Skip to main content

The Struggle and Appreciation of Meditation as an Entrepreneur

I admit I was struggling to find a topic for this blog post. I sat at my computer with writer’s block which is uncommon for me. So, what did I do? I left. I left, read, and went to a meditation class. Ironic, then that my head wanted to race during meditation. After this, I realized that meditation is a great subject to share with entrepreneurs and wantrepreneurs. 

I’ve been attending group meditation classes for a couple years now, and I admit that I don’t always get to that meditative state. I probably only get there 20% of the time. (Okay – 10%.) Like today, I struggle to be mindful, stay focused on my breath, and meditate.

What I’ve realized and was appreciative of was the effort to sit there for an hour and try. I also appreciated the effort to sit there and think. I didn’t meditate, but I did hop on that mind-train and rode that for a good bit. That, in itself, can be a wonderful thing because I don’t take enough time to sit in peace and think.

Meditation is supposed to provide all sorts of benefits to which I can summarize: lower stress/ cortisol levels, practice mindfulness, develop patience, etc. Many entrepreneurs have practiced meditation to help cope with the stress and go-go-go life including Jeff Weiner (CEO, LinkedIn), Marc Benioff (CEO, Salesforce.com), Oprah Winfrey (a media mogul), etc.

The gist is to make time and effort for the things that matter. The benefits can be realized with diligent practice. Realize, too, the use of the word “practice” because that’s important. “Anything worth having never comes easy,” as Bob Kelso from Scrubs once said. Meditation is a constant practice. Though one practice (or many) may not achieve the goal, there’s the next practice.

Comments

Popular posts from this blog

You Make Time for What (and Who) Matters

I’ve always been a big proponent that you make time for the things and people that matter. Sounds simple, right? Then, why do so many not implement this better in their lives? Let me take a moment to recognize this more explicitly.
I touched on Laura Vanderkam’s TED Talk “How to Gain Control of Your Free Time” in last week’s post. In it, she shares a story of a woman who had a leak in her home. Coordinating with plumbers, and getting everything resolved, the woman estimated that it probably took seven hours of attention. That’s seven hours of “stuff” the woman hadn’t planned on doing. If you were to ask her (or most anyone) to find seven hours in the week before, she’d have told you, “heck, no, I don’t have seven hours. I’m busy!”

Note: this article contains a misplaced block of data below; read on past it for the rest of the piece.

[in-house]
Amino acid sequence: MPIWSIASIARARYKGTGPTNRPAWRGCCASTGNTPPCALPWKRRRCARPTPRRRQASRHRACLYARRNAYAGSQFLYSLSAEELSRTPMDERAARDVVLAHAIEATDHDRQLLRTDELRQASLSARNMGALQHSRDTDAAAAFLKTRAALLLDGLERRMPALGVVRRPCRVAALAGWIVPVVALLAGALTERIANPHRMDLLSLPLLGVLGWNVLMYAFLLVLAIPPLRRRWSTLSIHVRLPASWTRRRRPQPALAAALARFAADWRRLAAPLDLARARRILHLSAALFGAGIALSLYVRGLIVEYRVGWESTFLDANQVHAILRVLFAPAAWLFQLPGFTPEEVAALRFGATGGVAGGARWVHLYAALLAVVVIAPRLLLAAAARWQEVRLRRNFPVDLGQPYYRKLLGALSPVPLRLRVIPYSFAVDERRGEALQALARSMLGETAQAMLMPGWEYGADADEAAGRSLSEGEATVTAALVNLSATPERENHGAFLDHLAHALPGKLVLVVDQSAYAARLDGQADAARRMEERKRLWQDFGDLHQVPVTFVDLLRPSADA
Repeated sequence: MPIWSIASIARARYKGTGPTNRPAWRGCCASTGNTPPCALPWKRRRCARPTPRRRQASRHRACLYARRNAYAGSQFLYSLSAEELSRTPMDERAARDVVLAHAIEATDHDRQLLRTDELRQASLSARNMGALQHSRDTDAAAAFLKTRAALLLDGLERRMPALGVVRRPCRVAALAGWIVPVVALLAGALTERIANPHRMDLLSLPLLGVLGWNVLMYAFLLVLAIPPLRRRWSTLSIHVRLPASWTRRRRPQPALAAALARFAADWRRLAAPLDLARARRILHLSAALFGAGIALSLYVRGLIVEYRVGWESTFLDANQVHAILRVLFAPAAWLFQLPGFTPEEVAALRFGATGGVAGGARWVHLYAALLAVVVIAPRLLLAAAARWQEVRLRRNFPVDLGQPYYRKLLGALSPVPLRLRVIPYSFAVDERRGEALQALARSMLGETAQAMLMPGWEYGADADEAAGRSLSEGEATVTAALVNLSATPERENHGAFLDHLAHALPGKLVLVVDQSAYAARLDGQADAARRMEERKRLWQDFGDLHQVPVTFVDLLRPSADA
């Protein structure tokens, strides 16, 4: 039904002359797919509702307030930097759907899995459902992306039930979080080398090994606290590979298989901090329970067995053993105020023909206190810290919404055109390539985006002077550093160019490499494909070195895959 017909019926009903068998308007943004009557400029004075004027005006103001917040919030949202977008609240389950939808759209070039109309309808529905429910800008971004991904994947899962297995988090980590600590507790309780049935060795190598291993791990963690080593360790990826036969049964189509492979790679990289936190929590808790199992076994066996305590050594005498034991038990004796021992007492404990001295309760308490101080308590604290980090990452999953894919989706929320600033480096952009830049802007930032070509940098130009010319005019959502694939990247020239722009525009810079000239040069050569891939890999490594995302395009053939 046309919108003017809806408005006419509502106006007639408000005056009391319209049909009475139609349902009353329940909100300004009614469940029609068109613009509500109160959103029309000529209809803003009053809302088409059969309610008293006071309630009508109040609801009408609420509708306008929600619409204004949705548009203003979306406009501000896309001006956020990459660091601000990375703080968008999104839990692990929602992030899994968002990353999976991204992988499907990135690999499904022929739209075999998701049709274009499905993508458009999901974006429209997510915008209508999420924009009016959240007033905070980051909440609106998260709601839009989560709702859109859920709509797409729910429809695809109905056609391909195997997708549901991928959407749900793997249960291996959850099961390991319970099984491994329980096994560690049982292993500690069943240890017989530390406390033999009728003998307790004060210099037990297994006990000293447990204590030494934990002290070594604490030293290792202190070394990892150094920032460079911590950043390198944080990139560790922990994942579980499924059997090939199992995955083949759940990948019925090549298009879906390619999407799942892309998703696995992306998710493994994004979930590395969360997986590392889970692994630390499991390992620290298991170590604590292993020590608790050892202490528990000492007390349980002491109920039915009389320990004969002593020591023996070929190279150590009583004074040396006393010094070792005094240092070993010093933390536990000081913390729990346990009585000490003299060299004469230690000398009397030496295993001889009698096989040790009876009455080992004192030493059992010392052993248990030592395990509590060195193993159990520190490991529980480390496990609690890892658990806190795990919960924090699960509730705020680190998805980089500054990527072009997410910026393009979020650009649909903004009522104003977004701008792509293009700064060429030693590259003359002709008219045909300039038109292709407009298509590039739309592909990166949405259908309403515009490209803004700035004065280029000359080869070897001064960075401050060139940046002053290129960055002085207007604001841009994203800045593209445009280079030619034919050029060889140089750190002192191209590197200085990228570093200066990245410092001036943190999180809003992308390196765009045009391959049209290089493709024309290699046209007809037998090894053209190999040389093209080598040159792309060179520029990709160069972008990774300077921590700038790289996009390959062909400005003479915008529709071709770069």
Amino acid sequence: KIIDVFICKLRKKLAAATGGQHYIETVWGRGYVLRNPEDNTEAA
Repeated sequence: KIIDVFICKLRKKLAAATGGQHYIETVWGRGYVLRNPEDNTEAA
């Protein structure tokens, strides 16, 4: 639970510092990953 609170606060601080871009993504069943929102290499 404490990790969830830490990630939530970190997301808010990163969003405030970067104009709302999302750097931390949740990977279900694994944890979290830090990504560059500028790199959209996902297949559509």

I was thinking of Laura’s talk in conjunction with Jacob Christensen’s How Will You Measure Your Life. Specifically, I’m aligning “making time” with Christensen’s Resources-Processes-Priorities framework. We make (process) time (resources) for the things th…

Vertical SaaS? Horizontal SaaS? It’s All News to Me

Not sure why, but I have only recently heard of a term called “Vertical SaaS”. Okay, there’s also “Horizontal SaaS”, too. Based on some light research, looks like vertical SaaS is also a growing trend and the number of companies fewer than horizontal SaaS providers.
Vertical SaaS borrows its moniker from the concept of vertical integration whereby there is more control over a supply chain from raw materials to point-of-sale. Here, vertical SaaS companies focus on a niche market (industry) offering a solution that enables more process control.
Horizontal SaaS providers get really good at a particular offering, and widen their market to reach scale. Their focus is on breadth of market, and thus, its sales and marketing strategies can require more resources.
Many vertical SaaS companies (such as Veeva Systems, Guidewire, Fleetmatics) are doing well usurping legacy systems of traditionally slow-tech-adoption industries. Here, vertical companies develop a best-of-breed product, and focu…

My Life-Defining Moment Happened When I Failed to Make Varsity in High School

Ever stop to think about who you are? What makes you tick and tock? How about what you truly enjoy and what you’re good at vs. not good at? Or what/ who has shaped you into the person you are today?
I’m at this stage of figuring out whether to continue independent consulting while iterating on ideas for the next startup or take on some full-time employment (consulting, product management, or otherwise). My recent post about my daily/ weekly schedule was an interesting exercise in stepping back and recognizing what I’m actually doing in a day, and made me really think at the macro level.
In one of my recent reflections, I thought about defining moments in my life. One of those watershed events that truly transformed me was my failure to make the Varsity soccer team in high school. I won’t rehash the whole story here – shared the story almost a year ago in my post titled “Getting Through Dark Moments and the Most Vulnerable Story I've Ever Told Publicly”. It’s this moment that I w…